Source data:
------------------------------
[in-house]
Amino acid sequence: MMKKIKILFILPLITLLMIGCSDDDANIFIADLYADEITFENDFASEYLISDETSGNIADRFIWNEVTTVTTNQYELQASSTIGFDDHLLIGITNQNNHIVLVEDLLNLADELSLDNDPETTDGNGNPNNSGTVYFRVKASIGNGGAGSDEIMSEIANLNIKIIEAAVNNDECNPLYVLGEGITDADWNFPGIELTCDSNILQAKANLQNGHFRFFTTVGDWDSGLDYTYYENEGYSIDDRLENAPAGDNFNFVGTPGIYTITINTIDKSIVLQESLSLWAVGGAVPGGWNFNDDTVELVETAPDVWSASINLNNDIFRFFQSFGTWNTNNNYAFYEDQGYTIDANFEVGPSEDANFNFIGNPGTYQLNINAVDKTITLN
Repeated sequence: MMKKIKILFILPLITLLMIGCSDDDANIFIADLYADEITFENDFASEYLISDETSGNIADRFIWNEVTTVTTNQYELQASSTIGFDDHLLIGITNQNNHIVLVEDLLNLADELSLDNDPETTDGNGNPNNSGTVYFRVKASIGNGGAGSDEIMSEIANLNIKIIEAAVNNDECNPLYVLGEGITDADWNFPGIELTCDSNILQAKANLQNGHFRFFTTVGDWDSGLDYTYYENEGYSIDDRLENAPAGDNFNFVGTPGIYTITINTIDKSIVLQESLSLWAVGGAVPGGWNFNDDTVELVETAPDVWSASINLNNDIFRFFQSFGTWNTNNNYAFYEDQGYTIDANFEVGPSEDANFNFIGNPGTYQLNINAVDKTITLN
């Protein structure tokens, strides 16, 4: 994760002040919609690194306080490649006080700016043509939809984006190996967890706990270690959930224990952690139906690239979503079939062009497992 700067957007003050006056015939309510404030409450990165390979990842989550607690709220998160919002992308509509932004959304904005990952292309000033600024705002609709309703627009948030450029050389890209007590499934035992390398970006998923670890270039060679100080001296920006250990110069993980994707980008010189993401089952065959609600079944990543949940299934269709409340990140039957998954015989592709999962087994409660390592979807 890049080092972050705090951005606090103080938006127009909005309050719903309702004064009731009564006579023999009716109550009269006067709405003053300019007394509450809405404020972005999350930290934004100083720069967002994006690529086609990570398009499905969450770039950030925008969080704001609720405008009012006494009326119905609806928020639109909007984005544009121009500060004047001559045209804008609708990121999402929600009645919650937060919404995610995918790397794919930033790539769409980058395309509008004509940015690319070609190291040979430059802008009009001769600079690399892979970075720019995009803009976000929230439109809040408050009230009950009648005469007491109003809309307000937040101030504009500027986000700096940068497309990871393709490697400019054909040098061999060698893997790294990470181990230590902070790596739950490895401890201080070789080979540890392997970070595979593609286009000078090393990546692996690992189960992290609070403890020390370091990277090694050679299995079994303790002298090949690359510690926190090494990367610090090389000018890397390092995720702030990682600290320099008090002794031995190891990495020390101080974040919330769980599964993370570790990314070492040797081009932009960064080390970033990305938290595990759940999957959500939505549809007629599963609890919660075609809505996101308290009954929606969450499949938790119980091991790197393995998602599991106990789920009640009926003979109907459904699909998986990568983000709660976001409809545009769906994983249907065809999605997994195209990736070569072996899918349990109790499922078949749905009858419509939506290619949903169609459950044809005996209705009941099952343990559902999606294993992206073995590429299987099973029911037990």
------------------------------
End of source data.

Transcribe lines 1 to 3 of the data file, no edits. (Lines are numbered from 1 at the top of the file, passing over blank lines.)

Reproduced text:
[in-house]
Amino acid sequence: MMKKIKILFILPLITLLMIGCSDDDANIFIADLYADEITFENDFASEYLISDETSGNIADRFIWNEVTTVTTNQYELQASSTIGFDDHLLIGITNQNNHIVLVEDLLNLADELSLDNDPETTDGNGNPNNSGTVYFRVKASIGNGGAGSDEIMSEIANLNIKIIEAAVNNDECNPLYVLGEGITDADWNFPGIELTCDSNILQAKANLQNGHFRFFTTVGDWDSGLDYTYYENEGYSIDDRLENAPAGDNFNFVGTPGIYTITINTIDKSIVLQESLSLWAVGGAVPGGWNFNDDTVELVETAPDVWSASINLNNDIFRFFQSFGTWNTNNNYAFYEDQGYTIDANFEVGPSEDANFNFIGNPGTYQLNINAVDKTITLN
Repeated sequence: MMKKIKILFILPLITLLMIGCSDDDANIFIADLYADEITFENDFASEYLISDETSGNIADRFIWNEVTTVTTNQYELQASSTIGFDDHLLIGITNQNNHIVLVEDLLNLADELSLDNDPETTDGNGNPNNSGTVYFRVKASIGNGGAGSDEIMSEIANLNIKIIEAAVNNDECNPLYVLGEGITDADWNFPGIELTCDSNILQAKANLQNGHFRFFTTVGDWDSGLDYTYYENEGYSIDDRLENAPAGDNFNFVGTPGIYTITINTIDKSIVLQESLSLWAVGGAVPGGWNFNDDTVELVETAPDVWSASINLNNDIFRFFQSFGTWNTNNNYAFYEDQGYTIDANFEVGPSEDANFNFIGNPGTYQLNINAVDKTITLN